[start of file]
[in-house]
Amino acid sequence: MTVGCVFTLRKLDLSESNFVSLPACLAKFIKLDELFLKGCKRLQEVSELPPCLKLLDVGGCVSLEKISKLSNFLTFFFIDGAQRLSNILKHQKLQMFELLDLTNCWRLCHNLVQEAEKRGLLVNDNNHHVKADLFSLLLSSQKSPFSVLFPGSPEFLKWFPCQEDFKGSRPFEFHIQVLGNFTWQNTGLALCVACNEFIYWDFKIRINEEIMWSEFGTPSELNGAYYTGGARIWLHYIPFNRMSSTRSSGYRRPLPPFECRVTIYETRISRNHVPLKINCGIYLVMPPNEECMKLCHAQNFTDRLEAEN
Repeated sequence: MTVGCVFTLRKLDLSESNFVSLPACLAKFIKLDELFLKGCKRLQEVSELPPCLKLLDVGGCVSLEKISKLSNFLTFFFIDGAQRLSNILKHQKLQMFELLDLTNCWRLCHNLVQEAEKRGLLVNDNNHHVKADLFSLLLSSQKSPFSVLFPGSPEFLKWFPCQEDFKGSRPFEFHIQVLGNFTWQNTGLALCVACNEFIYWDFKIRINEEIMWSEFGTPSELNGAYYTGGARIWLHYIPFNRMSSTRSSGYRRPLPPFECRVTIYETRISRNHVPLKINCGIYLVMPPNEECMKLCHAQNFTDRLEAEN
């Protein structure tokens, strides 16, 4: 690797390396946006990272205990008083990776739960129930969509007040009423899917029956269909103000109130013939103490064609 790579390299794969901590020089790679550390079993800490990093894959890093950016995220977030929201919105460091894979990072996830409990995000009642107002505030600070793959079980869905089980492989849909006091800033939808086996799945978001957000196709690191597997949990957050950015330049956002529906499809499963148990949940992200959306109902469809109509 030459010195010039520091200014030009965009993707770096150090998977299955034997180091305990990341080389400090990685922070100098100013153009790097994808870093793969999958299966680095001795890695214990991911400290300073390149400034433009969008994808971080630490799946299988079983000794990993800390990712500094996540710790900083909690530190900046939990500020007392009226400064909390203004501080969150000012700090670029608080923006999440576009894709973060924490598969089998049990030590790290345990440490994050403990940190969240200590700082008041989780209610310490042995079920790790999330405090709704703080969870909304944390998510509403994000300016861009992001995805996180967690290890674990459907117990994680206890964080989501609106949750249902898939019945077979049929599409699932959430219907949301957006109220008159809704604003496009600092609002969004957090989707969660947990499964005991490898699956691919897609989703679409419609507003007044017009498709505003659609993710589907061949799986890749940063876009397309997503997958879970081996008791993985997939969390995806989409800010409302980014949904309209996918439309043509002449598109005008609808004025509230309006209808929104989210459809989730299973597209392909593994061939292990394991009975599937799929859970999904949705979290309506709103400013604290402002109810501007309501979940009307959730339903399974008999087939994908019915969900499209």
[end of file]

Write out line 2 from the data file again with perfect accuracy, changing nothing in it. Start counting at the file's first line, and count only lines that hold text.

Amino acid sequence: MTVGCVFTLRKLDLSESNFVSLPACLAKFIKLDELFLKGCKRLQEVSELPPCLKLLDVGGCVSLEKISKLSNFLTFFFIDGAQRLSNILKHQKLQMFELLDLTNCWRLCHNLVQEAEKRGLLVNDNNHHVKADLFSLLLSSQKSPFSVLFPGSPEFLKWFPCQEDFKGSRPFEFHIQVLGNFTWQNTGLALCVACNEFIYWDFKIRINEEIMWSEFGTPSELNGAYYTGGARIWLHYIPFNRMSSTRSSGYRRPLPPFECRVTIYETRISRNHVPLKINCGIYLVMPPNEECMKLCHAQNFTDRLEAEN